Siddhesh Joshi (Editor)

Martin Browning

Updated on
Share on FacebookTweet on TwitterShare on LinkedInShare on Reddit
Covid-19
Nationality  British
Institution  University of Oxford
Name  Martin Browning

Martin Browning httpsbfiuchicagoedusitesdefaultfilesstyle
Alma mater  Tilburg University, Netherlands
Books  Shocks, Stocks and Socks: Consumption Smoothing and the Replacement of Durables During an Unemployment Spell
Education  Tilburg University, London School of Economics and Political Science
People also search for  Richard Blundell, Costas Meghir, Stephen R. Jones

Martin James Browning (born 1946) is Professor of Economics at the University of Oxford, Oxford, England, a Fellow of Nuffield College, Oxford, a Fellow of the Econometric Society, and a Fellow of the European Economic Association.

Contents

Education

Browning received his undergraduate education at the London School of Economics and his doctorate from Tilburg University.

Career

He was previously the Director of the Center for Applied Microeconometrics at the University of Copenhagen, Denmark. Before the appointment at University of Copenhagen, he was a Professor at McMaster University, Canada.

Research

His work is in microeconomic analysis, with emphasis in the empirical assessments of theoretical propositions. He has worked in the areas of intrahousehold decision making; demand analysis; consumption and saving, and its interaction with labor supply. An important part of his work concerns the empirical assessment of rationality through the concept of revealed preference, and the modeling of individual heterogeneity in applied work.

Selected journal articles

  • Browning, Martin; Chiappori, Pierre-André (November 1998). "Efficient intra-household allocations: a general characterization and empirical tests". Econometrica. The Econometric Society via JSTOR. 66 (6): 1241–1278. doi:10.2307/2999616. 
  • Browning, Martin; Chiappori, Pierre-André (November 1998). "Efficient intra-household allocations: a general characterization and empirical Tests". Econometrica. The Econometric Society via JSTOR. 66 (6): 1241–1278. doi:10.2307/2999616.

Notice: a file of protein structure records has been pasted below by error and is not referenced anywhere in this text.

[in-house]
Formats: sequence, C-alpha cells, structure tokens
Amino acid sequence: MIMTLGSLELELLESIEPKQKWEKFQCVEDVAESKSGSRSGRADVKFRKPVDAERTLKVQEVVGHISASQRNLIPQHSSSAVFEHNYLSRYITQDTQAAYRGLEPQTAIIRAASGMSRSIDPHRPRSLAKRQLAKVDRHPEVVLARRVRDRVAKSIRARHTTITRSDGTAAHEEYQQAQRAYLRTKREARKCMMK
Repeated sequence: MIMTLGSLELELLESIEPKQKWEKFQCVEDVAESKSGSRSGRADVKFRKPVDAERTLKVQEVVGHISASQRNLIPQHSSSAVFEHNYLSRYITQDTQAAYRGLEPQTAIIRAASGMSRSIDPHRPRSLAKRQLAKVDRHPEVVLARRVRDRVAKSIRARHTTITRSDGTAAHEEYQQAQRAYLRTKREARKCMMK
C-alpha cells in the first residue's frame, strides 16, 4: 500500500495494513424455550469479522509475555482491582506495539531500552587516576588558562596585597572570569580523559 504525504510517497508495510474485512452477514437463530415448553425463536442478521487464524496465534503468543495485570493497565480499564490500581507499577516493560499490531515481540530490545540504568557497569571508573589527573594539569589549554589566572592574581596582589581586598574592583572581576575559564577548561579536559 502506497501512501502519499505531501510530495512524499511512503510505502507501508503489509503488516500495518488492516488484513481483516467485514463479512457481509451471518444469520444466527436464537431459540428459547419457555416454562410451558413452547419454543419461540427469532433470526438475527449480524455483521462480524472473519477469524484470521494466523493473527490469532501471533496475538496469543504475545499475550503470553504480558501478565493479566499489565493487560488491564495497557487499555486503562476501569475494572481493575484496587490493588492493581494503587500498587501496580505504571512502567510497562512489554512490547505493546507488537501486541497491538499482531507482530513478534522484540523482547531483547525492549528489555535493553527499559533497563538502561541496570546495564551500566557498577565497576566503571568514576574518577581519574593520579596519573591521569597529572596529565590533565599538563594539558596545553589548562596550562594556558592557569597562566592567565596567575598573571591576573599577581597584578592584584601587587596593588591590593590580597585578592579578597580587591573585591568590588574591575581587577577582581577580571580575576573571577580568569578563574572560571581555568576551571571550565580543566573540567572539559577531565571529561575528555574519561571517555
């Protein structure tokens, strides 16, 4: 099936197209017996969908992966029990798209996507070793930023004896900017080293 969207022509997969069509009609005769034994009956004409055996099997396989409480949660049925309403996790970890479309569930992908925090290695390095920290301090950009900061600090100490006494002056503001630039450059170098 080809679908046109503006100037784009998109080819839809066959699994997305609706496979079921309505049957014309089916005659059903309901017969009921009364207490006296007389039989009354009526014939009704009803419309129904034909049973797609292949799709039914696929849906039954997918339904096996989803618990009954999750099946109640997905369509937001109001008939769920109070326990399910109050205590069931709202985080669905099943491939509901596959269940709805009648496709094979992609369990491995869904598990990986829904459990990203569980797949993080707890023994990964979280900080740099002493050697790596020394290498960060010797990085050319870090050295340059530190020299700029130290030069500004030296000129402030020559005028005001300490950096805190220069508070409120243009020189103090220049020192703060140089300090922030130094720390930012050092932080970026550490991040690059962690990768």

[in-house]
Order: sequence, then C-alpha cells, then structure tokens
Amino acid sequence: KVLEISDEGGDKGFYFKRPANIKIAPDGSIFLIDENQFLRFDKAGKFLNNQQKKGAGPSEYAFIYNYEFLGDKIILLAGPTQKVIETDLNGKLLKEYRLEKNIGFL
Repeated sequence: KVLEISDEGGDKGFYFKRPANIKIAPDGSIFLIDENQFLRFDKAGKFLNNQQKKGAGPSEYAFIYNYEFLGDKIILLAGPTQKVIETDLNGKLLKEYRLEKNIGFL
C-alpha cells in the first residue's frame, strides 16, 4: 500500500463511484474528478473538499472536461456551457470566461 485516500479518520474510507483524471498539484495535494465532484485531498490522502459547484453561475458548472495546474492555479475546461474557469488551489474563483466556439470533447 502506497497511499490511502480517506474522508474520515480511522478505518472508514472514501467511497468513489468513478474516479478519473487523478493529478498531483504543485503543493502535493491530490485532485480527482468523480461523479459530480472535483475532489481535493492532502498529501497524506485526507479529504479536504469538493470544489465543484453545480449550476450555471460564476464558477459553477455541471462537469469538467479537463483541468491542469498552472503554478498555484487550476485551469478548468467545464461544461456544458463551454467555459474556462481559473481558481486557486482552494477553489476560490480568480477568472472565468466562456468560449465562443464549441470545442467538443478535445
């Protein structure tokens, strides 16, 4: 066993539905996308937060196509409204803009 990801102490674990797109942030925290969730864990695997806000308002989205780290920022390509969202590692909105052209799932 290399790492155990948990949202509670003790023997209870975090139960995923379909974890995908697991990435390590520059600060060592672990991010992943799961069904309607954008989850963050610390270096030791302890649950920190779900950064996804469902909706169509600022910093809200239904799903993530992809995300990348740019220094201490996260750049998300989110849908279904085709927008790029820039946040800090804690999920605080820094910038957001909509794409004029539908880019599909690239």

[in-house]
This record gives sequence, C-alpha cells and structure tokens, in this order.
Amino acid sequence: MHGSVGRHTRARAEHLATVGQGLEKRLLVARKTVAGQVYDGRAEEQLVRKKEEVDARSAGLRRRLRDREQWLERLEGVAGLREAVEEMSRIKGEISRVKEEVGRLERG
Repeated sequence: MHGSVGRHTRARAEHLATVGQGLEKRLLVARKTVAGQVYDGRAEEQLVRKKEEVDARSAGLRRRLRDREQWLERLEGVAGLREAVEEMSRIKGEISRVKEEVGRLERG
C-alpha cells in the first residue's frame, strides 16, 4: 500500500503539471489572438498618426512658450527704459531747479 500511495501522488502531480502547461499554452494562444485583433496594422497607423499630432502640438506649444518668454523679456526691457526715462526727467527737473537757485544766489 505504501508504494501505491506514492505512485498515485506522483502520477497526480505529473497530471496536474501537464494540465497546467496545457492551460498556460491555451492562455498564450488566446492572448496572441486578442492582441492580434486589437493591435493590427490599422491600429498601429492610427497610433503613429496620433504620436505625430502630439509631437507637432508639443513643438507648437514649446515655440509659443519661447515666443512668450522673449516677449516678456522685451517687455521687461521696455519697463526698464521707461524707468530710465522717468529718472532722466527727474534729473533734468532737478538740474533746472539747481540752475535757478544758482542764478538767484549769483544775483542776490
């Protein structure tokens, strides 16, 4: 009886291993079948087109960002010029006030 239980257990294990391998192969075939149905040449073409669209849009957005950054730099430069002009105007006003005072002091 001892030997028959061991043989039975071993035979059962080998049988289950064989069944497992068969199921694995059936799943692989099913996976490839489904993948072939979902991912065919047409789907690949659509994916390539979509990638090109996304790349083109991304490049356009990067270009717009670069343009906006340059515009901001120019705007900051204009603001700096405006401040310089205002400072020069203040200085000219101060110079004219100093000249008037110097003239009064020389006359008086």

• Browning, Martin; Crossley, Thomas F. (October 2000). "Luxuries are easier to postpone: a proof". Journal of Political Economy. University of Chicago Press. 108 (5): 1022–1026. doi:10.1086/317668. 
  • Browning, Martin; Lechene, Valérie (January 2003). "Children and demand: direct and non-direct effects". Review of Economics of the Household. Springer. 1 (1): 9–31. doi:10.1023/A:1021895313920. 
  • Browning, Martin; Blundell, Richard W.; Crawford, Ian A. (January 2003). "Nonparametric engel curves and revealed preference". Econometrica. The Econometric Society via JSTOR. 71 (1): 205–240. doi:10.2307/3082045. 
  • Browning, Martin; Crossley, Thomas F. (May 2009). "Are two cheap, noisy measures better than one expensive, accurate one?". American Economic Review. American Economic Review. 99 (2): 99–103. doi:10.1257/aer.99.2.99. 
  • Browning, Martin; Chiappori, Pierre-André; Lechene, Valérie (June 2010). "Distributional effects in household models: separate spheres and income pooling". The Economic Journal. Royal Economic Society. 120 (545): 786–799. doi:10.1111/j.1468-0297.2009.02311.x. 
  • Browning, Martin; Lewbel, Arthur; Chiappori, Pierre-André (2013). "Estimating consumption economies of scale, adult equivalence scales, and household bargaining power". Review of Economic Studies. Oxford University Press. 80 (4): 1267–1303. doi:10.1093/restud/rdt019. 
  • Browning, Martin; Carro, Jesus M. (February 2014). "Dynamic binary outcome models with maximal heterogeneity". Journal of Econometrics. Journal of Econometrics. 178 (2): 805–823. doi:10.1016/j.jeconom.2013.11.005. 
  • References

    Martin Browning Wikipedia


    Topics
     
    B
    i
    Link
    H2
    L